First, the Congressman is demanding respect: "We're not going to be disrespected."  What is the Congressman asking for? Simple: Pay attention to us. Listen to our concerns. Grant that we have a legitimate point of view. Include us in the process. One key to successful mediation is to recognize participants' deep-seated needs to express themselves, and to be heard and acknowledged and understood. Often, the other side is more reluctant to grant that kind of validation to the other side than to satisfy the other side's substantive demands. I've seen parties in mediations refuse even to listen to the other side, but then agree to meet their settlement demands anyway. They have thereby decided that it costs them more somehow to acknowledge the validity of what the other side is saying, even if they don't have to agree with it, than it costs them to pay the other side to go away. But if they listened more, they might have made a more favorable deal.

Second, he is expecting a tangible reward. "We have to get something out of this." Republicans pinned their hopes on obtaining substantive concessions on the healthcare law or the budget by making their demands at the point they perceived they had maximum leverage. But they have no clear exit strategy in response to Democrats' refusal to negotiate while a gun is being held to the American peoples' heads. What both sides need now is a face-saving way out. They need to be able to tell their constituents that they achieved some kind of result out of this struggle, and that it was all worthwhile for some reason. In recent days, the conflict has focused less on the issues that originally drove it than on process demands. Republicans seem ready to settle for an agreement by Democrats simply to negotiate, and the dispute right now seems to be about whether the negotiations will take place before or after the government gets up and running again. However the conflict is resolved, both sides are going to want to tell their constituents that they did not back down, but the other side did back down. In other words, what is at stake here is the ability of both sides to say that they achieved something important, that they held on to their principles, and that the other side gave up something of value.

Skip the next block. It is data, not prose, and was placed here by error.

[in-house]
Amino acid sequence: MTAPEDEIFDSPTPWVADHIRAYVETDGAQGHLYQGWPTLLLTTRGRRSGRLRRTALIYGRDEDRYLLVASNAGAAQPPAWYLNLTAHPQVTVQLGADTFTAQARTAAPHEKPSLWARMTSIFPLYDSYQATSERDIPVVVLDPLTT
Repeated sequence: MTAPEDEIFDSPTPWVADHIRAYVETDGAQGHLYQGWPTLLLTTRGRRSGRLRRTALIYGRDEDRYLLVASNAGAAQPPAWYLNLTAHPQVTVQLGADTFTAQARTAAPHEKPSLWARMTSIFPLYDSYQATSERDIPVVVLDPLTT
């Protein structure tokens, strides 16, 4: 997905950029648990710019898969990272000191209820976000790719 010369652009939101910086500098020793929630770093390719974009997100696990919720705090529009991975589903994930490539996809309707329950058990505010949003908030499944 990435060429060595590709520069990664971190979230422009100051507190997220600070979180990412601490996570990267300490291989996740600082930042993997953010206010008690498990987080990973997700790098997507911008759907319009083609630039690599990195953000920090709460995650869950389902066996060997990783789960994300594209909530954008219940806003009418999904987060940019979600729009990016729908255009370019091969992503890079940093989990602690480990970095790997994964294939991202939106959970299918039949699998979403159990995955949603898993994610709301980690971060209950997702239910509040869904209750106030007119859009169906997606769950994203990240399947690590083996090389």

Third, this statement reveals a confusion about goals. "I don't know what that even is." It's a good idea to enter negotiations with a strategy and a realistic appreciation of what can be achieved through negotiation. But the conflict itself inflames passions and clouds reason. Parties trapped in conflict are literally incapable of using the portion of their brains that engages in logical and rational thought. They have been taken over by more primitive instincts like their fears and their allegiances. Until those driving forces are acknowledged, they cannot move on to consider rationally any of the solutions that might achieve some of their goals.

So instead of ridiculing Congressman Stutzman's statement, it might make sense for Democrats in some fashion to address all of the needs and concerns that such a statement reveals. Democrats can do that without without conceding a single substantive point. They can do it without giving up their refusal to negotiate. What they would have to do, however, is agree to treat the other side with some respect, to acknowledge how strongly they feel, to listen to their concerns, and to suggest that some tangible rewards might come out of a process of continuing dialogue. That is the way out of conflict.

Friday, October 4, 2013

When not to negotiate